Alan Turing

What does a suicide have to do with ENIGMA’s code-cracker? In both cases the name Alan Turing appears. So let’s go to London in 1912, where everything began.

Born 23rd of June 1912, he was born in Maida Vale. Due to the profession of his father in India, Alan grew up together with his brother John without his parents, but under supervision of his uncle. Already in his childhood Alan showed a great talent and interest in natural sciences. For him, science served not only as a place of knowledge, but also as a refuge.
At the age of 13, Alan began to attend Sherbourne School and his first school day fell with the general strike of the miners against the privatization of the internationally hardly competitive mines. But due to his strong wish to extend his knowledge he overcame the distance of 97 km from home to school. To get an approximate idea, the distance between Skopje and Zdunje is 72 km.
But he had not an easy school time, due to bullying by his classmates. Studying natural science gave him stability. Unfortunately the focus of the school was more on arts, where he had not the same ability than in science.
On the other hand this time was very important for his further time because he encounterd Christopher Morcom.


Being described as his first love in his records, both shared the same fascination in science and the feeling of an outsider. Christopher triggerd his interest in further subjects like astronomy. But like always in life, his best friend died due to Mycrobacterium Boois in February 1930.
In a letter to Cristopher’s mother, Alan wrote the following: “I know I must put as much energy if not as much interest into my work as if he were alive, because that is what he would like me to do.”
After school he went to King’s College at the University of Cambridge.


There he stayed isolated and secluded himself, although he was not bullied anymore. His affinity to sport remained and he began to be a passionate runner. He even just missed the possibility to participate in the Olympic Games.

When Hitler came to power in Germany, the fear of a war increased and UK started to monitor German news  and intercept news. The messages were encrypted by Engima, till that time it was hardly impossible to decipher. The Government Code & Cypher School tried to find ways to solve this problem and therefore hired mathematician like Alan Turing. But like before Alan tried to solve it by his own and created the Turing bomb on basis of a polish analog.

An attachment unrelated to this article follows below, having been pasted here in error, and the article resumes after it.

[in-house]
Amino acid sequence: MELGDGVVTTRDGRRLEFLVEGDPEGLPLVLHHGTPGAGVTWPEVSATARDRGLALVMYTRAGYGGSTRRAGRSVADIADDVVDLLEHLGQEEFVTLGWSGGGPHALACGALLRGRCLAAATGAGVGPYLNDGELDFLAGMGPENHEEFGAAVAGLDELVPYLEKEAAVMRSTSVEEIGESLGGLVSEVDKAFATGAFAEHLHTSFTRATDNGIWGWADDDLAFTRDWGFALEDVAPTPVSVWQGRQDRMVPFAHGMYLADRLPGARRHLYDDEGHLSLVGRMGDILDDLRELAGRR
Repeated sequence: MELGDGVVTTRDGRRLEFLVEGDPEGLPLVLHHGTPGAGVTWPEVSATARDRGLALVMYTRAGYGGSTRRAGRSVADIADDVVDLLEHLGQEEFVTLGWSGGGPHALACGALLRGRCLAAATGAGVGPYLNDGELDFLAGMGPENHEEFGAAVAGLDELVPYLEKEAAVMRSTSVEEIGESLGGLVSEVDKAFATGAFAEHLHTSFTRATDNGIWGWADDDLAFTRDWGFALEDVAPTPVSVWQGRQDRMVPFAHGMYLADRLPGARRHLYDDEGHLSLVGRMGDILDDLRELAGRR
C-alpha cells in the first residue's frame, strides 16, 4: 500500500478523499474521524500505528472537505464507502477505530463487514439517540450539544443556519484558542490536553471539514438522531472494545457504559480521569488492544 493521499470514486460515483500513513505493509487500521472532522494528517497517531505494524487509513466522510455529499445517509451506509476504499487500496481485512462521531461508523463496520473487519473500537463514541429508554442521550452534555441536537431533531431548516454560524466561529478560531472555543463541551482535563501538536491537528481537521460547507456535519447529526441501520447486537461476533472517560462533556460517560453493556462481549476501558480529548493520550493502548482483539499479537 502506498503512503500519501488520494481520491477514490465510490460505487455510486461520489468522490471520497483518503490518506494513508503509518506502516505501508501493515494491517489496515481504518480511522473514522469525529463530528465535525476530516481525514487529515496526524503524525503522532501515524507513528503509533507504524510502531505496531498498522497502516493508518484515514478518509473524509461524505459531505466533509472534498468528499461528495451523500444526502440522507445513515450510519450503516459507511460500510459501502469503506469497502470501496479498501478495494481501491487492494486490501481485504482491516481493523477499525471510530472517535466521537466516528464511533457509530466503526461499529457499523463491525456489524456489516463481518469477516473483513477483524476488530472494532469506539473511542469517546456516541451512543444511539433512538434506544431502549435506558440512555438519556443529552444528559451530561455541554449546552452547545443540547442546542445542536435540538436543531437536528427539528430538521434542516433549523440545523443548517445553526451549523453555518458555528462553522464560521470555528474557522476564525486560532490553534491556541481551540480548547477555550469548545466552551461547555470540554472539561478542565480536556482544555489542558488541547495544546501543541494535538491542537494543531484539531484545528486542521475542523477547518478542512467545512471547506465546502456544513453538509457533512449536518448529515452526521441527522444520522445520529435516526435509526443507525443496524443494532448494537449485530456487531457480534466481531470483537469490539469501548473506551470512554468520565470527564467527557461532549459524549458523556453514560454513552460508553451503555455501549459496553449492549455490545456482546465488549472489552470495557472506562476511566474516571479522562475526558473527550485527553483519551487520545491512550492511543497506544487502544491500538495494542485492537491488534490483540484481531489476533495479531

It used the roller set of the Enigma and tried to emulate the adjustment of the German machine.

He could solve a way of decipher enigma due to an information of repetitive message. They were send with the weather forecast and with the new codes.

But like before Alan struggled with society. During this time homosexuality was a morality crime and Alan was suspected. They gave him the choice between prison and hormonal therapy. He choose the therapy due to the possibility to proceed in running and working in science. But the hormones  worsened his physical and mental conditions. They were so strong, that he suffer under depression and on June 8 in 1954 he was found dead in his home. Due to an intoxication of cyanide, the doctors declared suicide.
Alan’s life is indeed very tragic. His life is similar to the life of the Indian mathematician Srinavasa Ramanujan. Srinavasa grew up under poor conditions. He had a talent for sciences, like Alan, but this was not so much appreciated in India. And he was therefore excluded. When he made a discovery, he wrote a letter to the mathematician Godfrey Hardy at the Trinity College in Cambridge. He received the possibility to study there.
However, Srinavasa, because of its origin, was  not taken seriously because of the occupation of India by Great Britain. Godfrey Hardy, however, supported him and they worked together.
It is striking how many elements they,Alan Tuning and  Srinavasa  have in common: outsiders, high-minded, their time ahead, loners …
If you want to see more similarities, watch the movies”The man who know infinity” and “Imitation Game”.


by Dominik Daniel

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